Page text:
In 2003 the medication which got her on her feet for about 10 years (called Kutapressin) was totally discontinued. She relapsed. And the CDC says there is 'no evidence' that the medication helps. Riiiiight. Update 2006 (from L) - A substitute for Kutapressin, called NEXAVIR has been put into production and it seems to be the same thing and is helping. It isn't a cure but it's a big help. There's a rumor that the people we have to thank for the medicine's return are parents of children with symptoms of Autism, who had responded to Kutapressin before it went off the market. Thank you parents, and take that CDC!
Oct. 2009- If it's not one thing, it's another. L has Ovarian Cancer. Cancer is a not-surprising development for female CFS patients. My wreckchasing activities went on hold as we deal with this new development.
Sept. 2011- L's Stage 3b cancer required major surgery. After surgery she concluded that chemo likely wouldn't help (for ovarian) and would make her feel like she had CFS and could compromise her immune system. So she skipped chemo. After healing from surgery there were 3 small abdominal tumors remaining (PET scan). 2 were destroyed in June with CyberKnife technology by Dr. McNeeley in Lafayette, CO.
Jan 2012- The 3rd tumor was irradiated in October. L. didn't bounce back from that as quickly as we'd hoped. In fact, it looked like she wasn't recovering at all for several weeks. But she recovered well enough to go to Seattle for Christmas (by car). After the Christmas trip she turned herself in for a PET scan and a CA125 blood draw. These to find out if the 3rd tumor had been eliminated and if there were any more forming. Well, Dr. Medgesy pronounced her CANCER FREE! The PET scan showed no new tumors (= no tumors at all) and the CA125 test was in the "normal" (noise) level meaning that there aren't hordes of little cancer colonies too small for the PET scan to see growing inside her. She didn't take chemo but instead chose a cancer suppressing diet (including Ketosis) which didn't compromise her immune system.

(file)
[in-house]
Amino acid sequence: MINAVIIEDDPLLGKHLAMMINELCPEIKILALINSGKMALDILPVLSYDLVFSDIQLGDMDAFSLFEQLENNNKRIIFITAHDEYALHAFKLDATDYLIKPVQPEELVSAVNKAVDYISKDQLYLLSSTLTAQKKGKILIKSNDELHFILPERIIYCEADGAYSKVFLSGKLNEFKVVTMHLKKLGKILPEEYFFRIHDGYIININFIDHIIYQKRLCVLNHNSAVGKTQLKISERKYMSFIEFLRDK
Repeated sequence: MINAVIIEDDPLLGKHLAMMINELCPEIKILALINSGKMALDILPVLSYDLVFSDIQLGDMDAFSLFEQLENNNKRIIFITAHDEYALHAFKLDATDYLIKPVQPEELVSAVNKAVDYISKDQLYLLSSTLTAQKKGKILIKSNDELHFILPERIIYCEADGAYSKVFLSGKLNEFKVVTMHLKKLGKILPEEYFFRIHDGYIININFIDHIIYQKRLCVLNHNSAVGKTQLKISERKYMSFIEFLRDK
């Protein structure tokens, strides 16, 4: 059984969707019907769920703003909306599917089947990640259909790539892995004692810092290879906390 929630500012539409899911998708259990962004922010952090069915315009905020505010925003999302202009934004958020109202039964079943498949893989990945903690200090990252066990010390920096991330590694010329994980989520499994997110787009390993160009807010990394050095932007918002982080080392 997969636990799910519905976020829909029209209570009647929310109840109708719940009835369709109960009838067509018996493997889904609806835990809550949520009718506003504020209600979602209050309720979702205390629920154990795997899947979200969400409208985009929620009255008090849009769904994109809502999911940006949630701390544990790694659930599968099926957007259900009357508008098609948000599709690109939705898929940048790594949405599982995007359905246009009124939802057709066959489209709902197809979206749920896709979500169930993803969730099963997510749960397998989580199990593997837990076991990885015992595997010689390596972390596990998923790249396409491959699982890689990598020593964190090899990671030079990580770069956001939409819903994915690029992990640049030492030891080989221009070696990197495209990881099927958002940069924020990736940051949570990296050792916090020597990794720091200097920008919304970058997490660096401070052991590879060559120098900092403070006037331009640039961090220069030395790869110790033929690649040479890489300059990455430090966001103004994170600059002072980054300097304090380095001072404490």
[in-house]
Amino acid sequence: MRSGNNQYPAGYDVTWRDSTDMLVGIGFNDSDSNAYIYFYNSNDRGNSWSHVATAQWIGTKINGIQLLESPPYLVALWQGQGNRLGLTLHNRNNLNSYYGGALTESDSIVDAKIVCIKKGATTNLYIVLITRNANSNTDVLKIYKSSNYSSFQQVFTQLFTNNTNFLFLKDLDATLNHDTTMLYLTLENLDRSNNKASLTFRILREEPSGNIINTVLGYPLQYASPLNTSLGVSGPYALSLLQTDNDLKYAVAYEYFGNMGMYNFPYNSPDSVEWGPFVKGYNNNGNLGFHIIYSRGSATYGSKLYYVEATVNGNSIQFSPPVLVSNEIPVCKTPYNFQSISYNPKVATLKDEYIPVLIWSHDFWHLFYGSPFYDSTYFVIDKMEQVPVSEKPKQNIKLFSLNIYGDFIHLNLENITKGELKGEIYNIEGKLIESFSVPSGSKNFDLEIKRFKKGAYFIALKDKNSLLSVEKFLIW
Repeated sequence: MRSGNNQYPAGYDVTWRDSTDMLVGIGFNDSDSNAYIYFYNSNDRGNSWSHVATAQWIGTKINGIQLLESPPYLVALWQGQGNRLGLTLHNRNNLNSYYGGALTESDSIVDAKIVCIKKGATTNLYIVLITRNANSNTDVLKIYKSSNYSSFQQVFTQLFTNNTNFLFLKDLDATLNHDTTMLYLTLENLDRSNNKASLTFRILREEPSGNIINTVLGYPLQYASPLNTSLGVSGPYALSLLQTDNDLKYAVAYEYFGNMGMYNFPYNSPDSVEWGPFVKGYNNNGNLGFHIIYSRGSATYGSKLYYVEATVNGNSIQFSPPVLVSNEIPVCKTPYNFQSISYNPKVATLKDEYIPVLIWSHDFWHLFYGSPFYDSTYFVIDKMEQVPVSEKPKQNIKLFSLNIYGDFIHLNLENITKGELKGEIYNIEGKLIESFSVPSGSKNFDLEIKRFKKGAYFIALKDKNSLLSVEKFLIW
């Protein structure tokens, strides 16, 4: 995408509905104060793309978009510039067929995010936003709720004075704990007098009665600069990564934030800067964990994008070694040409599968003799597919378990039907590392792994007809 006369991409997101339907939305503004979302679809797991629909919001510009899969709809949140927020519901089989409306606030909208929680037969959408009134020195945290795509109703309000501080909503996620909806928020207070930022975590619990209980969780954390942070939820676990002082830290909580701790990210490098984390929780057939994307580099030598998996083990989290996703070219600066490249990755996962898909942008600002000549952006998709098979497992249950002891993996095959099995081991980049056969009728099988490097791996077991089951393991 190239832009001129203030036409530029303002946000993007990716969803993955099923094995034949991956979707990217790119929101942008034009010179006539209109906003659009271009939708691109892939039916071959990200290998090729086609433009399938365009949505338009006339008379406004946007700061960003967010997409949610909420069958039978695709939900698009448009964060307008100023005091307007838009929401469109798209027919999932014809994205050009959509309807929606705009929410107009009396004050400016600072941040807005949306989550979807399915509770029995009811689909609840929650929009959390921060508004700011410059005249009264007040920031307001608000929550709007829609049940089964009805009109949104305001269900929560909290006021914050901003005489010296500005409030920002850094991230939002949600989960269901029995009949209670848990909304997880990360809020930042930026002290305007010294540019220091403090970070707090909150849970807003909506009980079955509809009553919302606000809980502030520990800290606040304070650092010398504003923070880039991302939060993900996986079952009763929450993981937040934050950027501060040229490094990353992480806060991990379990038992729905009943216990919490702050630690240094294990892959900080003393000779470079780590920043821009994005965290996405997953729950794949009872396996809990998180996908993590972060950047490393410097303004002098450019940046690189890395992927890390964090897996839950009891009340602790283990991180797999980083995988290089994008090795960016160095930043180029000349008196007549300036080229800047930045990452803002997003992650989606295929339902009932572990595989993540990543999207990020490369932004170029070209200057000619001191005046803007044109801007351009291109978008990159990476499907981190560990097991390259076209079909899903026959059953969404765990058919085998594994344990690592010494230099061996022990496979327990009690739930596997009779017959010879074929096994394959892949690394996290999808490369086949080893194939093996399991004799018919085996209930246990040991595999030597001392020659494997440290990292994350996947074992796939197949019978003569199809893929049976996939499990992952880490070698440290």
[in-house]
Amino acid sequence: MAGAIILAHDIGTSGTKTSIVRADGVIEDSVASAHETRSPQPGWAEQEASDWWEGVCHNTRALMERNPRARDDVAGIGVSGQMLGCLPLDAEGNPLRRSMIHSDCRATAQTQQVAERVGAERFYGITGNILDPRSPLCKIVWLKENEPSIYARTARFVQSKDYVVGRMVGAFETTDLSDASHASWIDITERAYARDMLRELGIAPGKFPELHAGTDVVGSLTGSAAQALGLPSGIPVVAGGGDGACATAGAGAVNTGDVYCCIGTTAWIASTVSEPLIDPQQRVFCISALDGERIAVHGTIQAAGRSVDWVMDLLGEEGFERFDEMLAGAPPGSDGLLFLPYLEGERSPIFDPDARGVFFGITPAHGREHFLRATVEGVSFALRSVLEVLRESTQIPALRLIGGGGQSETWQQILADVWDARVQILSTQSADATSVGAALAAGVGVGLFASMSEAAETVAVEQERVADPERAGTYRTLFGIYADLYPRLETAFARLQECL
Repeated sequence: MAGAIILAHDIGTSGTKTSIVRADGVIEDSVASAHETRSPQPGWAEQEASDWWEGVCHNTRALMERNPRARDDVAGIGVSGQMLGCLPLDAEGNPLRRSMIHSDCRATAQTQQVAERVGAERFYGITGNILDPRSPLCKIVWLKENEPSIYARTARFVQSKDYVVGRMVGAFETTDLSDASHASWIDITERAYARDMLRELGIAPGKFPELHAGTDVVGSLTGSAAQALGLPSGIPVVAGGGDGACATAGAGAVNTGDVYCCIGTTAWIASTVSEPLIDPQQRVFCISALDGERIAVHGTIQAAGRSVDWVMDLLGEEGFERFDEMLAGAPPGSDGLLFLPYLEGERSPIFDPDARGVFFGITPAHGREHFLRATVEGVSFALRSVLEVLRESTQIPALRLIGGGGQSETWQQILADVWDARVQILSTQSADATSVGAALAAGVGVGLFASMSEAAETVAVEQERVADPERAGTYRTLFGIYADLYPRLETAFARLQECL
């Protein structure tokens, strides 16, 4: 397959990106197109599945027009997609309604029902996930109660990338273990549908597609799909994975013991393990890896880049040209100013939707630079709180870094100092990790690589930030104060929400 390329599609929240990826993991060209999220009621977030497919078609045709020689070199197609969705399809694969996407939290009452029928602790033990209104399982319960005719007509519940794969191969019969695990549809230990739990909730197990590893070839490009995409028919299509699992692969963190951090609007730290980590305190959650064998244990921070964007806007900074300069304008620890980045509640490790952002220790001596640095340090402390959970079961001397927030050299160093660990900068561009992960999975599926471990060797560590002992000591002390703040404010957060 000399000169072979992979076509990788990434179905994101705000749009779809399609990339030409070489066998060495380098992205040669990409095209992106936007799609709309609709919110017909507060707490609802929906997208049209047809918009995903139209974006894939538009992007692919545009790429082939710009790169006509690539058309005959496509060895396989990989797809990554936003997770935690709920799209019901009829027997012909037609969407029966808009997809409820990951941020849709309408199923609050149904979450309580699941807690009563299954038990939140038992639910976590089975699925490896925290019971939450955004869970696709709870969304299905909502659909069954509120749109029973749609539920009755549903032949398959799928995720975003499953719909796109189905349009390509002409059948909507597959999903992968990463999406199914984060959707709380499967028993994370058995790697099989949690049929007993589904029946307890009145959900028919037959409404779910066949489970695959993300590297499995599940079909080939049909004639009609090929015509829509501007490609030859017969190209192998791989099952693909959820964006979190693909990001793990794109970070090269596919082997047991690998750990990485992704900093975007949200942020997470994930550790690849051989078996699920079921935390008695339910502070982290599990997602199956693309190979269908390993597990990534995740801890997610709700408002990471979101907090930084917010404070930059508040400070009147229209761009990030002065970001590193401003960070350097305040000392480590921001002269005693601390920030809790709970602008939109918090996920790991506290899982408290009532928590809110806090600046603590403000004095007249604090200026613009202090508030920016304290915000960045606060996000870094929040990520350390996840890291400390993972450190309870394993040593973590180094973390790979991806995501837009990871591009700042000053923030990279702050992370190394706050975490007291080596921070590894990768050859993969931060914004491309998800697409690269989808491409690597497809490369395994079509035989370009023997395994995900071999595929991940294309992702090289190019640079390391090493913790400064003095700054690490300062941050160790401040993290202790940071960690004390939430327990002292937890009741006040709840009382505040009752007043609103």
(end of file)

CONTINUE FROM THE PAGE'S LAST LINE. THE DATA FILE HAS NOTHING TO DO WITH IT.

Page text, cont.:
Hopefully her extra energy seen as the cancer burden was reduced will mean that she's also cured of CFS. (We can ask for that, can't we?)
Jan 2013 - Rising CA125 levels late last year suggested a CT scan. CT scan revealed 3 more tumors. Now it's consulting with Radiation Oncologists Dr. Petit and also with Dr. McNeeley to see if radiation can again be applied. Initial discussion indicates these are in much more difficult locations so.... we'll see.
Dec 2013 - One of the tumors grew too big to ignore. So after consulting 2 very kind surgeons she decided that their advice to take chemo to shrink the tumor to simplify surgery was worthwhile. So she started chemo. At the same time the large tumor started to bleed. So radiation was begun to cauterize it. Chemo hit her really, really hard resulting in 3 blood transfusions in about 7 weeks. Since radiation can also clean up the tumor she stopped chemo due to it's harsh effects.